News Article | April 20, 2017
Site: www.eurekalert.org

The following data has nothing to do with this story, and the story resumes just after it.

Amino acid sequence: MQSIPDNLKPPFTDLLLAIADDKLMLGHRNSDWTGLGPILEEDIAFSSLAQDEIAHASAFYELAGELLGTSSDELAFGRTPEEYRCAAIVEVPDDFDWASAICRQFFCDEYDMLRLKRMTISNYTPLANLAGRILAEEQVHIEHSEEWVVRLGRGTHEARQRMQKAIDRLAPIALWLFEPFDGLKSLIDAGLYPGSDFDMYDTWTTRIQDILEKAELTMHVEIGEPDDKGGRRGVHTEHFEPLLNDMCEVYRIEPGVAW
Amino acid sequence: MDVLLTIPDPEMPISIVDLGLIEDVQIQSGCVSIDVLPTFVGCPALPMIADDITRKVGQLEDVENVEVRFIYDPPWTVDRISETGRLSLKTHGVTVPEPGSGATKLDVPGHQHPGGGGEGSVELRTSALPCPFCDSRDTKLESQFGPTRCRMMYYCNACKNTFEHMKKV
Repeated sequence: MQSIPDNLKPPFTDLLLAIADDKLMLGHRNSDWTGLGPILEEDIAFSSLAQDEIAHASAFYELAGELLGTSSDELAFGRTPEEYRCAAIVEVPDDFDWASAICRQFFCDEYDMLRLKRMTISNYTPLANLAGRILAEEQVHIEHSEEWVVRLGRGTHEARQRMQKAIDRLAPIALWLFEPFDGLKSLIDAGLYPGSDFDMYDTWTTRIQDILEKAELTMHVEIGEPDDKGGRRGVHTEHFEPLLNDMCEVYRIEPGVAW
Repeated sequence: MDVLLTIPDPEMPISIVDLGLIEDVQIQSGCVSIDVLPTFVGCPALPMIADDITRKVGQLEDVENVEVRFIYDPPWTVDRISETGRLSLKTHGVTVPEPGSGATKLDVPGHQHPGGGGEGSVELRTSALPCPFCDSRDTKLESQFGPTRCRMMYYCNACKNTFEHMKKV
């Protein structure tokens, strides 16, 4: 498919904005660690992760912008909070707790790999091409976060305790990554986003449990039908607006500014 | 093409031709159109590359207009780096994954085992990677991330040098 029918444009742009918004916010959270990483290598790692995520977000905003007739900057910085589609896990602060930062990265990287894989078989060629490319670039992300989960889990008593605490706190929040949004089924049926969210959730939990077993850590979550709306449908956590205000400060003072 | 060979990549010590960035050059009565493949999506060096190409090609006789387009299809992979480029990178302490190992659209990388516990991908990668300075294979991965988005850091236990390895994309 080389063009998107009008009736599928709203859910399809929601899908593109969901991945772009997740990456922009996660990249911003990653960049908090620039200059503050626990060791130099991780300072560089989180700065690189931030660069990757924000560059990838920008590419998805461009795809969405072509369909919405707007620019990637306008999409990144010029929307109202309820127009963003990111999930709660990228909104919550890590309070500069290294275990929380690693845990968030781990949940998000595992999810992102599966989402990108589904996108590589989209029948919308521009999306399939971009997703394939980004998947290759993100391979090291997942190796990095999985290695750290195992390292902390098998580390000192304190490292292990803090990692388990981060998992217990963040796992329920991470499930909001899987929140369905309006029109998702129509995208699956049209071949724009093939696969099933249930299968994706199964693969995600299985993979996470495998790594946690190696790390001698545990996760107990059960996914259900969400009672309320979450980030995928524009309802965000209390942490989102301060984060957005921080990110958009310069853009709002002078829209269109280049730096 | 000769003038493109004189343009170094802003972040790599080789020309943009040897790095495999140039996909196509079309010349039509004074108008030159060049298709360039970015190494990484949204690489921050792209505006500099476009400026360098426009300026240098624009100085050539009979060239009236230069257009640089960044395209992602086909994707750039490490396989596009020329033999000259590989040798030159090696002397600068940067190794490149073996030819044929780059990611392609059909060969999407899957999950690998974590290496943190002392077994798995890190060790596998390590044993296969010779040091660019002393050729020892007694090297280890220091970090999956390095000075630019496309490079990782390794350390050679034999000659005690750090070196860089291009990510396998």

WASHINGTON, DC -- The American Geophysical Union (AGU) today published a collection of 27 essays as commentaries in its scientific journals highlighting the important role Earth and space science research plays in society. The essays, covering a broad swath of scientific disciplines and written by notable scientists in their fields, discuss the critical role of research, the growing importance of data and the increasing globalization of the scientific enterprise. Together, they highlight how Earth and space science research can help grow our economy and enable our society to thrive. An overview of the special collection is detailed in a blog post by AGU's journal editors, and AGU's director and assistant director of publications. The collection comes as science is increasingly under threat in the United States and around the world and ahead of Saturday's March for Science. AGU is one of nearly 200 partner organizations that have joined with science advocates, science educators, scientists and concerned citizens to advocate for evidence-based policymaking, science education, research funding and inclusivity as part of the March for Science. About 70 percent of the near-Earth objects large enough to cause severe regional damage have yet to be discovered. While the chance of an impact is small, the consequences can potentially be severe, so reasonable measures, such as finding, tracking and characterizing the asteroids should be undertaken, writes Amy Mainzer, senior research scientist at NASA's Jet Propulsion Laboratory, in the Journal of Geophysical Research: Planets. Snow is critical in sustaining human life. It provides water and plays a key role in the climate through its unrivaled power to cool the Earth. It is also changing rapidly. In Water Resources Research, Matthew Sturm and Charles Parr, geophysicists at the Geophysical Institute at the University of Alaska Fairbanks, and Michael Goldstein, a professor of finance at Babson College, provide a strong rationale and guidelines for accelerated snow research that will allow society to make major impending decisions related to snow resources on the soundest base and best scientific knowledge. Essential science for understanding risks from radiation for airline passengers and crews Cosmic ray fluxes will likely be the highest since the dawn of the aviation age during the upcoming solar minimum, a low point in the solar cycle when weak solar activity provides less protection against cosmic rays entering the atmosphere. Considering this, measuring high-altitude radiation doses and turning those data into useful information for aviation operators, schedulers and frequent flyers will provide support for key decisions, according to Delores Knipp, a researcher professor at the University of Colorado Boulder, in a commentary in Space Weather. A commentary in Tectonics by Timothy Stahl, a postdoctoral fellow at the University of Michigan and co-authors from the University of Michigan and the University of Colorado Boulder, explores the scientific pathways through which earthquake-resilient societies are developed. They highlight recent case studies of evidence-based decision making and how modern research is improving the way societies respond to earthquakes. Solving water quality problems in agricultural landscapes: new approaches for these nonlinear, multi-process, multi-scale systems Changes in climate and agricultural practices are putting pressure on agro-environmental systems all over the world. Patrick Belmont, an associate professor at Utah State University, and Efi Foufoula-Georgiou, a distinguished professor at the University of California - Irvine, present a perspective, gained from a decade of research and stakeholder involvement in the Minnesota River Basin, where research findings have influenced solutions and policy in directions not obvious at the outset. Their essay appears in Water Resources Research. Scientific advances in the field of coastal hydrogeology have enabled responsible management of water resources and protection of important ecosystems. To address the problems of the future, we must continue to make scientific advances, and groundwater hydrology needs to be firmly embedded in integrated coastal zone management. This will require interdisciplinary scientific collaboration, open communication between scientists and the public, and strong partnerships with policymakers, according to Holly Michael, an associate professor at the University of Delaware and co-authors, in a commentary in Water Resources Research. The simultaneous emergence of the terms "GeoHealth" and "Planetary Health" from the earth science and health communities, respectively, signals recognition that developing a new relationship between humanity and our natural systems is becoming an urgent global health priority -- if we are to prevent a backsliding from the past century's great public health gains. Achieving meaningful progress will require collaboration across a broad swath of scientific disciplines as well as with policy makers, natural resource managers, members of faith communities and movement builders around the world, write members of the Planetary Health Alliance in GeoHealth. The American Geophysical Union is dedicated to advancing the Earth and space sciences for the benefit of humanity through its scholarly publications, conferences, and outreach programs. AGU is a not-for-profit, professional, scientific organization representing 60,000 members in 137 countries. Join the conversation on Facebook, Twitter, YouTube, and our other social media channels. The following press release can be found at: https:/